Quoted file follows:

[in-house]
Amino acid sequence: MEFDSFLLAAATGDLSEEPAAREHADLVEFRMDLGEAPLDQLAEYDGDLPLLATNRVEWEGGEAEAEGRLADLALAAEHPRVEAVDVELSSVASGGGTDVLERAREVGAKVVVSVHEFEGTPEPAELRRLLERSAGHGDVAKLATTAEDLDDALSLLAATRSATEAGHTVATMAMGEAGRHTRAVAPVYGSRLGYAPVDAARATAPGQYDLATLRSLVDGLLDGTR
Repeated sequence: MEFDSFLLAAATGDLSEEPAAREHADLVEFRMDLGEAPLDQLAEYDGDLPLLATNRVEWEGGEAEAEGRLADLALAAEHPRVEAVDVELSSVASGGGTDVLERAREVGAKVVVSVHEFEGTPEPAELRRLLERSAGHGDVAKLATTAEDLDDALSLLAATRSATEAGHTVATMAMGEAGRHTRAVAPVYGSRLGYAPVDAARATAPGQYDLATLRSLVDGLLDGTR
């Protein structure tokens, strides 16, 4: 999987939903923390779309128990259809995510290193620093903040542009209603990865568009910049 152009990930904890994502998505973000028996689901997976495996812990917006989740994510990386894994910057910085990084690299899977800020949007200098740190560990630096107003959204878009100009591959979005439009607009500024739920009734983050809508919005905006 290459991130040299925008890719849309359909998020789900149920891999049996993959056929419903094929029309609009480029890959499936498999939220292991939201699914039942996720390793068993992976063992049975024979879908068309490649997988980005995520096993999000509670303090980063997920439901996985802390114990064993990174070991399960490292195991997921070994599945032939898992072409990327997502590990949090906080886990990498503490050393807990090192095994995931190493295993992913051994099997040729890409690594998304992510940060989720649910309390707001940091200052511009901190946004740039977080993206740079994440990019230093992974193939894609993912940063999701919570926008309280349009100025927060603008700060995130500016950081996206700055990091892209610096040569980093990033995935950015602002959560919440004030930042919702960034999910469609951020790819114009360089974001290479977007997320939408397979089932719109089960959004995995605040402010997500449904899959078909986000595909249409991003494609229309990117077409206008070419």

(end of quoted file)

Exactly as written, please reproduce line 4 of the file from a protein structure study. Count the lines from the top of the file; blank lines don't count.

């Protein structure tokens, strides 16, 4: 999987939903923390779309128990259809995510290193620093903040542009209603990865568009910049 152009990930904890994502998505973000028996689901997976495996812990917006989740994510990386894994910057910085990084690299899977800020949007200098740190560990630096107003959204878009100009591959979005439009607009500024739920009734983050809508919005905006 290459991130040299925008890719849309359909998020789900149920891999049996993959056929419903094929029309609009480029890959499936498999939220292991939201699914039942996720390793068993992976063992049975024979879908068309490649997988980005995520096993999000509670303090980063997920439901996985802390114990064993990174070991399960490292195991997921070994599945032939898992072409990327997502590990949090906080886990990498503490050393807990090192095994995931190493295993992913051994099997040729890409690594998304992510940060989720649910309390707001940091200052511009901190946004740039977080993206740079994440990019230093992974193939894609993912940063999701919570926008309280349009100025927060603008700060995130500016950081996206700055990091892209610096040569980093990033995935950015602002959560919440004030930042919702960034999910469609951020790819114009360089974001290479977007997320939408397979089932719109089960959004995995605040402010997500449904899959078909986000595909249409991003494609229309990117077409206008070419």